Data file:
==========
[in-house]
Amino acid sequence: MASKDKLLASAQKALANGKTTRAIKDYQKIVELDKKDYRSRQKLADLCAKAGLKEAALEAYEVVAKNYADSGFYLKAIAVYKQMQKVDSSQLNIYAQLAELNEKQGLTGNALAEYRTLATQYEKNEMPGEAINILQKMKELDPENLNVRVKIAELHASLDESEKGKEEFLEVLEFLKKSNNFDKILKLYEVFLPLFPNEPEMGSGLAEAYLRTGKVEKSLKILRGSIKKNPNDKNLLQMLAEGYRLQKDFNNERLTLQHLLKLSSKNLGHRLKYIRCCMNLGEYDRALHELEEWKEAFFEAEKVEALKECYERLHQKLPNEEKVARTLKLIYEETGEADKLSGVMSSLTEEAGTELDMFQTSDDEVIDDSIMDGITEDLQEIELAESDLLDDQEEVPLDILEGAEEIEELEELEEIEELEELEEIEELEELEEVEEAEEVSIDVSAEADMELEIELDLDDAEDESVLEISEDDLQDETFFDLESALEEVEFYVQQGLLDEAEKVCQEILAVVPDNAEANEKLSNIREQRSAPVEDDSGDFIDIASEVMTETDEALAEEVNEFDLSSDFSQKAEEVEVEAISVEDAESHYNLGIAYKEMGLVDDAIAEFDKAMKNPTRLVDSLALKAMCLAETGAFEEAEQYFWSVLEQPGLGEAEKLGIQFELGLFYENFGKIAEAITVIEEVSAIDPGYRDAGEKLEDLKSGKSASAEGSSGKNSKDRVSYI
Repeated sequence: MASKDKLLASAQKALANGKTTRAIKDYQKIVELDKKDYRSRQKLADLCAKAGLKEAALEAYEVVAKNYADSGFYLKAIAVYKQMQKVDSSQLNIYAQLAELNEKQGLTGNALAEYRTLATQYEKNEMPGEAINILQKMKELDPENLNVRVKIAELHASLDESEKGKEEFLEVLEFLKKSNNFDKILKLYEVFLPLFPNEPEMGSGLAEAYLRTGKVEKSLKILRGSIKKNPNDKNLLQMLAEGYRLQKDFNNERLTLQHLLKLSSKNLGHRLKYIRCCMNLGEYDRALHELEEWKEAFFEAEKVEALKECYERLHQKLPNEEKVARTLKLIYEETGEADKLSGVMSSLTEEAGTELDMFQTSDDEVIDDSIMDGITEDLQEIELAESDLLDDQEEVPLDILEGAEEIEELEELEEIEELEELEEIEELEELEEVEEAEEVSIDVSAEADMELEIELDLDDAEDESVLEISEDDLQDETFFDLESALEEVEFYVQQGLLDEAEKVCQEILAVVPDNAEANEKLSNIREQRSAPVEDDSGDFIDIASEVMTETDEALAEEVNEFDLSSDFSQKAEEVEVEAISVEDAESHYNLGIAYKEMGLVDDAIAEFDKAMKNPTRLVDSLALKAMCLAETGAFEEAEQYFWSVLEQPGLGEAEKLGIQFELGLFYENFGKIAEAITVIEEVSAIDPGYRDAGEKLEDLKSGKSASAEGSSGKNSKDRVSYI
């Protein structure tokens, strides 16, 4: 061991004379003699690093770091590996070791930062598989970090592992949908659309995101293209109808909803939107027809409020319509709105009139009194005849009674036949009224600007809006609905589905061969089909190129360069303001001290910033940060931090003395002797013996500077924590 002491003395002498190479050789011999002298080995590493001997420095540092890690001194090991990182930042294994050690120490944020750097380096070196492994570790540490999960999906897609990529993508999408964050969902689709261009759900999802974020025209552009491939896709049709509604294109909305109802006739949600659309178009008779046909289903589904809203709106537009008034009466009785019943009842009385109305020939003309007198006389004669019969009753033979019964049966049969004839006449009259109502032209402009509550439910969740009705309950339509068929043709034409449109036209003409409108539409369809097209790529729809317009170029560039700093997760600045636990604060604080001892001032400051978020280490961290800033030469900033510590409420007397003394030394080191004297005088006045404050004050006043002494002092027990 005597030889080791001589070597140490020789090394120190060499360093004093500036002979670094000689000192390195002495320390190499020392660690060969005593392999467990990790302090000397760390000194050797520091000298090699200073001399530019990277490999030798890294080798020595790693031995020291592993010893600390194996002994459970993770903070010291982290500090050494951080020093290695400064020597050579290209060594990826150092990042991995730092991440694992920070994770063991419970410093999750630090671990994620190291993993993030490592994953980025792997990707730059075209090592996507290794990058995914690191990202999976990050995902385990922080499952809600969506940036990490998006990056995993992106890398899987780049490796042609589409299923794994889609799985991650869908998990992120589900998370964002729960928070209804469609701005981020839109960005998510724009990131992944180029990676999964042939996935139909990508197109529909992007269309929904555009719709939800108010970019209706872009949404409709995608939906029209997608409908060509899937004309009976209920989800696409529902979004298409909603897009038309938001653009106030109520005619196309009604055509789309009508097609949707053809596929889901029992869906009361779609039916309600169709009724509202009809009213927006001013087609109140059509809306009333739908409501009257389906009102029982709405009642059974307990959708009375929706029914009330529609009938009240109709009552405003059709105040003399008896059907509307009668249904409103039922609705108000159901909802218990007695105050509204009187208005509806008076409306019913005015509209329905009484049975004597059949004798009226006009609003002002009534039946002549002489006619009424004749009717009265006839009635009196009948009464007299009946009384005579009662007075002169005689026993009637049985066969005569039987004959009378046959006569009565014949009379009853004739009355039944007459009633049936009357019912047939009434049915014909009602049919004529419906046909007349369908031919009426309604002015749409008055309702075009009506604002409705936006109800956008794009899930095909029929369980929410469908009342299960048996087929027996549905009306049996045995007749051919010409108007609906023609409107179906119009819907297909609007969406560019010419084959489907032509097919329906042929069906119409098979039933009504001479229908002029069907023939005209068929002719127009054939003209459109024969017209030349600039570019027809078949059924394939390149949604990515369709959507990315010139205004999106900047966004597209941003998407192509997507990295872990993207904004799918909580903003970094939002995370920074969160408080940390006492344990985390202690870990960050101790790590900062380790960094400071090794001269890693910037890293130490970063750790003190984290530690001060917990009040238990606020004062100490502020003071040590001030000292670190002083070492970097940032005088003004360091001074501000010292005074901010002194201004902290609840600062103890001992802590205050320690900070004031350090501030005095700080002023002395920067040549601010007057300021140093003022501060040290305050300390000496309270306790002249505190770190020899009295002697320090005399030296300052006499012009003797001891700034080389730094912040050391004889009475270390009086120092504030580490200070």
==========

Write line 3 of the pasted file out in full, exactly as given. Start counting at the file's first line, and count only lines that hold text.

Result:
Repeated sequence: MASKDKLLASAQKALANGKTTRAIKDYQKIVELDKKDYRSRQKLADLCAKAGLKEAALEAYEVVAKNYADSGFYLKAIAVYKQMQKVDSSQLNIYAQLAELNEKQGLTGNALAEYRTLATQYEKNEMPGEAINILQKMKELDPENLNVRVKIAELHASLDESEKGKEEFLEVLEFLKKSNNFDKILKLYEVFLPLFPNEPEMGSGLAEAYLRTGKVEKSLKILRGSIKKNPNDKNLLQMLAEGYRLQKDFNNERLTLQHLLKLSSKNLGHRLKYIRCCMNLGEYDRALHELEEWKEAFFEAEKVEALKECYERLHQKLPNEEKVARTLKLIYEETGEADKLSGVMSSLTEEAGTELDMFQTSDDEVIDDSIMDGITEDLQEIELAESDLLDDQEEVPLDILEGAEEIEELEELEEIEELEELEEIEELEELEEVEEAEEVSIDVSAEADMELEIELDLDDAEDESVLEISEDDLQDETFFDLESALEEVEFYVQQGLLDEAEKVCQEILAVVPDNAEANEKLSNIREQRSAPVEDDSGDFIDIASEVMTETDEALAEEVNEFDLSSDFSQKAEEVEVEAISVEDAESHYNLGIAYKEMGLVDDAIAEFDKAMKNPTRLVDSLALKAMCLAETGAFEEAEQYFWSVLEQPGLGEAEKLGIQFELGLFYENFGKIAEAITVIEEVSAIDPGYRDAGEKLEDLKSGKSASAEGSSGKNSKDRVSYI